Having failed to establish that Houeix used the SCAD mark with the sale or advertising of any goods or services, the court ruled in Houeix's favor on the College's infringement and unfair-competition claims. Even assuming Houeix could have established the necessary "commercial use," the court held that the College failed to demonstrate a likelihood of confusion required for those claims.
Although the SCAD mark was strong and Houeix admittedly used "scad" domain names with the understanding that Internet users could be confused, the other factors either favored Houeix or were neutral. In particular, although Houeix's websites did not display any "explicit" disclaimers, his home page had many features that "immediately alert[ed]" users that the College was not the source of the site. These included the prominent statement "Savannah College of Art and Design Master Fraudulent Process" and a box in the middle of the page containing announcements about this lawsuit in red bold-face print. According to the court, "A reasonable internet user would know by perusing the content of scad.info that Savannah College is not the source of the website."
Confusion was further unlikely because prospective students or faculty members searching the Internet for information about the College would easily locate the College's website. Specifically, a search for "scad" on the Yahoo! search engine returned 141,000 hits with the College's website as the first result while Houeix's websites were not in the top ten. The College noted that these Yahoo! search results prompted or suggested a search for "scad college" which in turn still revealed the College's website as the first hit but revealed Houeix's sites as the third and sixth hits. The College argued that Internet users would be confused because these results for Houeix's sites failed to clearly state that the sites were not affiliated with the College. The court rejected this argument because it was based on the "illogical assumption" that users would ignore the "scad.edu" website as the top search result.
Citing Taubman v. Webfeats, the court stated that 'a visitor who is searching for Savannah College's official website and inadvertently lands on scad.info can simply hit the 'back' button to immediately return the visitor to his or her point of origin.' And although it was possible that an Internet user searching for information on the College could type 'scad.info' into a browser, it was unlikely because of the universal use of the .edu domain by schools of higher education and the .info domain was fairly new.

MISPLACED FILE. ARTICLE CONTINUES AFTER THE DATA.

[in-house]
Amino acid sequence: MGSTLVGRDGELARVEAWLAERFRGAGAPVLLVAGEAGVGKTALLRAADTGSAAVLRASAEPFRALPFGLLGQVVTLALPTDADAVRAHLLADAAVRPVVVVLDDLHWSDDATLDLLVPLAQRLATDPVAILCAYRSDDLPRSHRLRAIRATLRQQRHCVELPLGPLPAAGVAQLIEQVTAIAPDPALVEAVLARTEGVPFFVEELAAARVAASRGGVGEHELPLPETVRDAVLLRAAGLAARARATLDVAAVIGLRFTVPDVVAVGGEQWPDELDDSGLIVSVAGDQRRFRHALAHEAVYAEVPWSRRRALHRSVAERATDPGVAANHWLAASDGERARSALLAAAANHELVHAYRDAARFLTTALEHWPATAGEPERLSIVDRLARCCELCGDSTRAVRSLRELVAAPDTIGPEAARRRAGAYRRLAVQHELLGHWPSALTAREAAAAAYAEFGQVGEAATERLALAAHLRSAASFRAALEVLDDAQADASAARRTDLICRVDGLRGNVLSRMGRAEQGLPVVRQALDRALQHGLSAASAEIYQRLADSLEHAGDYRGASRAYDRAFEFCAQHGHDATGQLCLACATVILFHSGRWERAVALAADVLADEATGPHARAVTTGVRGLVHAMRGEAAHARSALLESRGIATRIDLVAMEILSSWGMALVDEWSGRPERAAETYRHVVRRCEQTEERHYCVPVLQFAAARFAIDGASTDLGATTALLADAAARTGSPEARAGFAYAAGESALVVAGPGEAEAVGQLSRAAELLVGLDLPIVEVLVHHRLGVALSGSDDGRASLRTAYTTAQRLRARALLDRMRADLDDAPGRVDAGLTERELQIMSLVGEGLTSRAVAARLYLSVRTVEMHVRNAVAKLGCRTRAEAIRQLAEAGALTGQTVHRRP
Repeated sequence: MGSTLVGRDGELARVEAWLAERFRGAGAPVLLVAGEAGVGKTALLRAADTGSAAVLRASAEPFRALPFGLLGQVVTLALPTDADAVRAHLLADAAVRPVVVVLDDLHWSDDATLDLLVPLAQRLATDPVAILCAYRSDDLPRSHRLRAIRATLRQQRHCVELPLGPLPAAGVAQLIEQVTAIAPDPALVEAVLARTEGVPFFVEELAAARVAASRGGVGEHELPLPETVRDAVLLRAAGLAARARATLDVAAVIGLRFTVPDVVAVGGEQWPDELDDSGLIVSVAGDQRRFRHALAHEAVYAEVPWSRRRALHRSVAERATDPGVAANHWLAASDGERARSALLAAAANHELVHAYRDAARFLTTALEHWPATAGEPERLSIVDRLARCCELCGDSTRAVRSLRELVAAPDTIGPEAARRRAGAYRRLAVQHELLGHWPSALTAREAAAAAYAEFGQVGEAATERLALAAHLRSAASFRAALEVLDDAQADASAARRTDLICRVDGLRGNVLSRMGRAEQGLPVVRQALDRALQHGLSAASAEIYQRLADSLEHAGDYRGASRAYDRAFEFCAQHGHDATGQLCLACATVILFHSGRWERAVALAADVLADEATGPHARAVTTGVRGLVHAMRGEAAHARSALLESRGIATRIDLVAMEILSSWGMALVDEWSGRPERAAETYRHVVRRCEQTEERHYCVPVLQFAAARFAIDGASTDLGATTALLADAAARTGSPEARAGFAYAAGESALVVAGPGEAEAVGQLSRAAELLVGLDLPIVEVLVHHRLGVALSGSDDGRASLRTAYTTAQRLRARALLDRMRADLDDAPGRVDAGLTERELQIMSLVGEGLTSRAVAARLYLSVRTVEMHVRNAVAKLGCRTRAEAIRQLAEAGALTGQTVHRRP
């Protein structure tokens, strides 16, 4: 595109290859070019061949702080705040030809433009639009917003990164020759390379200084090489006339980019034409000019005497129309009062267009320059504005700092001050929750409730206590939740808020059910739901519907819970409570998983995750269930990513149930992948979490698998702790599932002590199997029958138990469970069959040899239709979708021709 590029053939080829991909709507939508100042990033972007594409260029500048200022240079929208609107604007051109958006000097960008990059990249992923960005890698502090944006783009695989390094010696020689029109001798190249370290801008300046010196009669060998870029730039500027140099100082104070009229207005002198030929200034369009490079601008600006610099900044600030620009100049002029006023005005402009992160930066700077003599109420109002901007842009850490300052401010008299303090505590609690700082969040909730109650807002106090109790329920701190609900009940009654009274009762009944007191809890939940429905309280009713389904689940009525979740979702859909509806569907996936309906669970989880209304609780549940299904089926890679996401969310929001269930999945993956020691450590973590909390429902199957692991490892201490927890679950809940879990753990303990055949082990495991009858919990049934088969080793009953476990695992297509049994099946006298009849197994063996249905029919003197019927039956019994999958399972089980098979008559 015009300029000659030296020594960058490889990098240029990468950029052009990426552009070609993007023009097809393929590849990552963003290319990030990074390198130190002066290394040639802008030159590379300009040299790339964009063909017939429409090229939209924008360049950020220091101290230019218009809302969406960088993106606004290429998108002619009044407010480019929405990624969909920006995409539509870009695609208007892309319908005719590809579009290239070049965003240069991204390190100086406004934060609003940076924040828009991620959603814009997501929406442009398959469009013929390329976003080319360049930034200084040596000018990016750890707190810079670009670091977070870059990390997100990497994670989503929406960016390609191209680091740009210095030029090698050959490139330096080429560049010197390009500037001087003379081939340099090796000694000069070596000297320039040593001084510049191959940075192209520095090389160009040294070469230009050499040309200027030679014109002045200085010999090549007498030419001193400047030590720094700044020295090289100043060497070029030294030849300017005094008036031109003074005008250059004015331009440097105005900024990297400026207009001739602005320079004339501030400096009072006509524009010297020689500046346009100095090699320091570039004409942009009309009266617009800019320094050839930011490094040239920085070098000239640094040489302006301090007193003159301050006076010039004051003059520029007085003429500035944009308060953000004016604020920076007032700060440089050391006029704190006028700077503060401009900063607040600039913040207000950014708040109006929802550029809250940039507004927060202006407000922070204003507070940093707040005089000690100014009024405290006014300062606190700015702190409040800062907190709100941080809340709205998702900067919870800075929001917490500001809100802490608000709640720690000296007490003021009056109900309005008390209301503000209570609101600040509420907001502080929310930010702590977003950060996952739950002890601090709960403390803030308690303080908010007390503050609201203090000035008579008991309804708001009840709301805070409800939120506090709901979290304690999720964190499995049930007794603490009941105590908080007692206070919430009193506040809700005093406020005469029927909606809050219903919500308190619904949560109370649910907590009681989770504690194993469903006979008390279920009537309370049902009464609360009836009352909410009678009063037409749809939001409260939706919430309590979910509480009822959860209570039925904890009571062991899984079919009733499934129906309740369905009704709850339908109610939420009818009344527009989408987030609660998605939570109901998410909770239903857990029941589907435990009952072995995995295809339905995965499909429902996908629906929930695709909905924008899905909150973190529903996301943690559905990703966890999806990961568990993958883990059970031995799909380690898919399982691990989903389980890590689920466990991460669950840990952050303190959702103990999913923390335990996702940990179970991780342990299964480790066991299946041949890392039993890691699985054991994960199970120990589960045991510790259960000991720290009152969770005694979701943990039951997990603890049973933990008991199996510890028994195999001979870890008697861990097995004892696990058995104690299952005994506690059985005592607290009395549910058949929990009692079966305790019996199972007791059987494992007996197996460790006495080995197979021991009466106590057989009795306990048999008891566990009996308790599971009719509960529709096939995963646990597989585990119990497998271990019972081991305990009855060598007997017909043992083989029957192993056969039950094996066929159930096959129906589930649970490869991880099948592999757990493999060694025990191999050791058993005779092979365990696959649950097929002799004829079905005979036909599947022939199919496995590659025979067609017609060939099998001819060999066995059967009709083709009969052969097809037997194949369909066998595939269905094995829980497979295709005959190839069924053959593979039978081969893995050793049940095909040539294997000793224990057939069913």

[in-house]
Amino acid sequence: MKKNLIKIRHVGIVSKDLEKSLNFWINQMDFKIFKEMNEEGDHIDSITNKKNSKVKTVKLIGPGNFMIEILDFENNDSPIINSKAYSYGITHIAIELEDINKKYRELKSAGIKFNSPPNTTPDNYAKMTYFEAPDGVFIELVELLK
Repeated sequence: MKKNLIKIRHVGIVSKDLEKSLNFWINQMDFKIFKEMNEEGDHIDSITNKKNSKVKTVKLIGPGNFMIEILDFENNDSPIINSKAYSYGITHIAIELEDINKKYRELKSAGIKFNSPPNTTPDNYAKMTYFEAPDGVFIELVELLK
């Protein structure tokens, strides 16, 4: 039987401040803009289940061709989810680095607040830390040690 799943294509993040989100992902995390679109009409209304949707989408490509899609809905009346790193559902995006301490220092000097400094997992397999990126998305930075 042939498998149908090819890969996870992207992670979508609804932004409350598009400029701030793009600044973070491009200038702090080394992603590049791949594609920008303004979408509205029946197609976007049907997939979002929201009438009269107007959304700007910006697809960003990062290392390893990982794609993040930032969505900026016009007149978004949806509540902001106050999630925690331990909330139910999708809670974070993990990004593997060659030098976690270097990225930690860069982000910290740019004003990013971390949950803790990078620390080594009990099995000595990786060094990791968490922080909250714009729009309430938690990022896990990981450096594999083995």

The College also argued that initial-interest confusion supported a finding of likelihood of confusion. But the court noted that courts relying on initial-interest confusion have involved "situations where the defendant had a commercial or financial incentive or motive for using the plaintiff’s mark to attract initial interest." The College relied on the Sixth Circuit's decision in Paccar v. Telescan Technologies in support of its position, but that case was distinguishable because the defendant in Paccar was a competitor trying to gain an unfair financial or commercial advantage.
The situation here was more like the Sixth Circuit's decision in Taubman, decided two days after Paccar, in which it rejected any initial-interest confusion that consumers experience "by viewing the domain names only" in the context of a noncommercial site. Nor was the court impressed by the College's evidence of alleged actual confusion — one confused alum, two dozen phone calls to the College, and three emails to Houeix. Even if the source of this confusion was Houeix's use of SCAD in his domain names, this "scant" evidence of confusion compared to over 260,000,000 hits for the official "scad.edu" website provided "weak support" for the College's claims.
Finally, regarding dilution, the College had to prove that Houeix's use of the SCAD mark was a commercial use in commerce, among other elements. The Lanham Act, however, expressly exempts from dilution coverage uses of trademarks that are noncommercial. Because Houeix's critical commentary of the College was a noncommercial use, the court held that College failed to establish its claim for dilution.
- This page uses content from Finnegan's Internet Trademark Case Summaries. This entry is available under the Creative Commons Attribution-Share Alike License 3.0 (Unported) (CC-BY-SA).